DRC – Directing Reliable Creativity

That’s not what it stands for

In the first post next week I want to share a great concept for evaluating ideas; to round out this week’s posts I thought I would share something that has had a profound impact on the way I approach creativity over the last few years. I’ve heard feedback from lots of people who say that this simple process has transformed the way they look for ideas.

DRC stands for Dreamer, Realist, Critic: it came from research by Robert Dilts, who was looking at the practices of companies that succeed. At Disney he found that there were three steps – three deliberate steps – taken to ideas and creativity.

First of all, people were asked to be Dreamers. When new ideas were called for, all options were on the table. There was no such thing as a bad idea, everything was encouraged. As many ideas as possible, and what’s more, keep spinning off those ideas: “Six dwarves? No, seven – wait! Eight! And in 3D!! With smell-o-vision!!!

After a period of deliberate idea seeking, people would be asked to view these ideas as Realists. They were not asked to remove ideas, but to think about how they could be made practical. If there were constraints known, this was the time to start looking at ideas with those constraints in mind. How does the idea match up with what we have to implement it? What will it take to make the idea a reality? “Eight dwarves will take longer to animate. Go with seven after all. And smell-o-vision is beyond us now.”

Finally, one has to engage as a Critic. This does mean criticising aspects of the idea that don’t work, but it really does mean critiquing the idea as a whole. What are the merits? What are the positives? It can’t just be about picking holes. “3D is for people who don’t have good ideas and can’t sell tickets any other way!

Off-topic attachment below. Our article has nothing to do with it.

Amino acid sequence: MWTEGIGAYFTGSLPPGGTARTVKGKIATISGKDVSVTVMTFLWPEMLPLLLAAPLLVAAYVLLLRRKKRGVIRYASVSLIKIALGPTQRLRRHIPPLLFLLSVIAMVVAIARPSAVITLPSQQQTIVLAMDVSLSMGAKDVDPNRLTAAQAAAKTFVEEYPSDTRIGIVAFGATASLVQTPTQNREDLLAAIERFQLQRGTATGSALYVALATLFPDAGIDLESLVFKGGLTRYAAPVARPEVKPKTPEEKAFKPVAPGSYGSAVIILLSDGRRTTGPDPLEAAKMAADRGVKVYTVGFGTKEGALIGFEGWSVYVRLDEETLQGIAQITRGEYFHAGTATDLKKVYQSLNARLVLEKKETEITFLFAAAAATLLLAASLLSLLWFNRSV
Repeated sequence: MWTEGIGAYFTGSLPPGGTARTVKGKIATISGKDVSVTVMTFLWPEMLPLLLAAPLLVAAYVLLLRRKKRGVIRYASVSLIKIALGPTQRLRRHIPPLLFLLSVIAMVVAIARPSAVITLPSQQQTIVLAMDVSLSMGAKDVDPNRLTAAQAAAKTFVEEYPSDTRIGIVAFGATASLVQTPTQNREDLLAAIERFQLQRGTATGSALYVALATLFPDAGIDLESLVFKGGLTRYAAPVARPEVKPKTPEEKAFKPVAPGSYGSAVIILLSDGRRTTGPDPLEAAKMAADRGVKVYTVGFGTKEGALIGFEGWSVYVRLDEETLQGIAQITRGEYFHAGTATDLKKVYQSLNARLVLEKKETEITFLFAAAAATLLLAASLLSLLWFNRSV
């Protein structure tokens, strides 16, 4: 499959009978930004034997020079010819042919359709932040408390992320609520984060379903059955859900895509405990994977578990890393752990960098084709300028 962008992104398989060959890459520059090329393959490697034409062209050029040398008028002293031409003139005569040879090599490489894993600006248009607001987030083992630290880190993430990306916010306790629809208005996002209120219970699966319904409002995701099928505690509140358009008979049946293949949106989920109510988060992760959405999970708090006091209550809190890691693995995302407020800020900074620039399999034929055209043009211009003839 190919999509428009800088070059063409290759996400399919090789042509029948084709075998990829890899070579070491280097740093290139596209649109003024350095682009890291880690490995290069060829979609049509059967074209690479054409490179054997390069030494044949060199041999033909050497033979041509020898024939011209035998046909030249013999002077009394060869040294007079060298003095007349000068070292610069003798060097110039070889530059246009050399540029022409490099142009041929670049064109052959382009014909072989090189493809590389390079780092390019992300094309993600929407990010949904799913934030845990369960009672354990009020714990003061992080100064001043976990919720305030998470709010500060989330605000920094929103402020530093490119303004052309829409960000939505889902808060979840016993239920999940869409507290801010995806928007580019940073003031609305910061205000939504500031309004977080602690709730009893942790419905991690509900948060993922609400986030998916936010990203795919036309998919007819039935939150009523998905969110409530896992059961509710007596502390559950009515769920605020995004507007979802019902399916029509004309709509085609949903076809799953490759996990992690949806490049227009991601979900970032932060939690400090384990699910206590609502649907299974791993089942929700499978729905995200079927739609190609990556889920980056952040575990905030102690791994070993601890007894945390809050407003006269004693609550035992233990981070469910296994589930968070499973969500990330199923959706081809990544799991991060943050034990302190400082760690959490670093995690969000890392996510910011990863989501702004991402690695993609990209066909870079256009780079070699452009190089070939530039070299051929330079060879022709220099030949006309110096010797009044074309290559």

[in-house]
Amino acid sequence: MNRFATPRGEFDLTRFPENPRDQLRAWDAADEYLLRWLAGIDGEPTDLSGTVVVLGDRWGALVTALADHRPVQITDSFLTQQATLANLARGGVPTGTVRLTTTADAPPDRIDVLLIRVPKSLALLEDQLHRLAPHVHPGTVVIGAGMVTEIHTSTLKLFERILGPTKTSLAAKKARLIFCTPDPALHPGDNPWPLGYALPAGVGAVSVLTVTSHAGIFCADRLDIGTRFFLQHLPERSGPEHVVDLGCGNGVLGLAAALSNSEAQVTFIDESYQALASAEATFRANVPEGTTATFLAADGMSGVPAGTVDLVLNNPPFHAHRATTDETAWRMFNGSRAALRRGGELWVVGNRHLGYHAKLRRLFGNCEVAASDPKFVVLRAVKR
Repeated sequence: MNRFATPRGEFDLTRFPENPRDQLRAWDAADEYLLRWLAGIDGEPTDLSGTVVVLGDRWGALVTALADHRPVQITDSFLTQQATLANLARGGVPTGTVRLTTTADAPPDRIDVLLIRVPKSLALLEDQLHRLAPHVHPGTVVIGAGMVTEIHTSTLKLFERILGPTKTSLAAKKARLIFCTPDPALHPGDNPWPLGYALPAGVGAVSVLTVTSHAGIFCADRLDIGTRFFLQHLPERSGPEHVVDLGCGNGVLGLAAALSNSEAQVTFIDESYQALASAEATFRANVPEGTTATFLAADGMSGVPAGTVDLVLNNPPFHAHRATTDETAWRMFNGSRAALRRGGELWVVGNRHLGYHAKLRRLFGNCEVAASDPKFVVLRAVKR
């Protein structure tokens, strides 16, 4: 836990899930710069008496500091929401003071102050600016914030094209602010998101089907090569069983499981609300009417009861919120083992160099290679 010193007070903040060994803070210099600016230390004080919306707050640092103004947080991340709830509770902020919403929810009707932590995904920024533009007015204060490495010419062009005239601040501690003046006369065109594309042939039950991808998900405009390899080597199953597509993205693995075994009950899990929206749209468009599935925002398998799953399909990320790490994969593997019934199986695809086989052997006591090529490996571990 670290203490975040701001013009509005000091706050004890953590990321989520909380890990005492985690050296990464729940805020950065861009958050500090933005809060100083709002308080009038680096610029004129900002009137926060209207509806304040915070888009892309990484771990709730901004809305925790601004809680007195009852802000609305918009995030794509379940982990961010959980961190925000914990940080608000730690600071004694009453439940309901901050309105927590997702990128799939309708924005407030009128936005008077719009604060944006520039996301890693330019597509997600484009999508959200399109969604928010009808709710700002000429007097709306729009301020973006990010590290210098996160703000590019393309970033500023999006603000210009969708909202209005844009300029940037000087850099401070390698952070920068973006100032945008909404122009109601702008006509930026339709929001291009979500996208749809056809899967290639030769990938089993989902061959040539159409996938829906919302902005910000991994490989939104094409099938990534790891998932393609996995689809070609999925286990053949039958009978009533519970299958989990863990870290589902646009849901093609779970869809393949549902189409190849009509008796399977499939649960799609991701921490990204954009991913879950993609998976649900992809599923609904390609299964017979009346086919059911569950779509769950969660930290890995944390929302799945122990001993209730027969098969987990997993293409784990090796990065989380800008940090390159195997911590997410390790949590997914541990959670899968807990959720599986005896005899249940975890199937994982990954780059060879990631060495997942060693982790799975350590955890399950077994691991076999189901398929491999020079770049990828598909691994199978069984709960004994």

Why do it this way?

Engaging with each step in turn is essential: it allows ideas space to grow. Very often our natural idea generation processes go from Dreamer to Critic with the first idea. We think of something and then shut down Dreamer, bypass Realist and shake the Critic by the hand like a best friend. It is important and necessary to be a Critic, but only after ideas have been explored.

What is the end result of these three steps? Lots of ideas, that have been weighed up against the reality of what is needed, and which have been critiqued. Some will now be thought of as rubbish; others will show lots of promise, but will need work. Hopefully some will seem to be exactly what you’re looking for.

This process, this simple acronym, might seem obvious. Like, dur, what else would you do? But look around. How often do people you know engage with creative thinking and problem solving in this way? Isn’t it more common for people to say “I need ideas! Quick give me an idea -” and then either go with the first idea that is sent their way, or immediately start critiquing ideas as they are presented?

Instead of wasting time arguing about ideas as they come up, whether working alone or in a group, take time to think first of all as a Dreamer, then a Realist, then a Critic. DRC. Simple!

Thanks for reading!

Nathan (@DrRyder and @VivaSurvivors)

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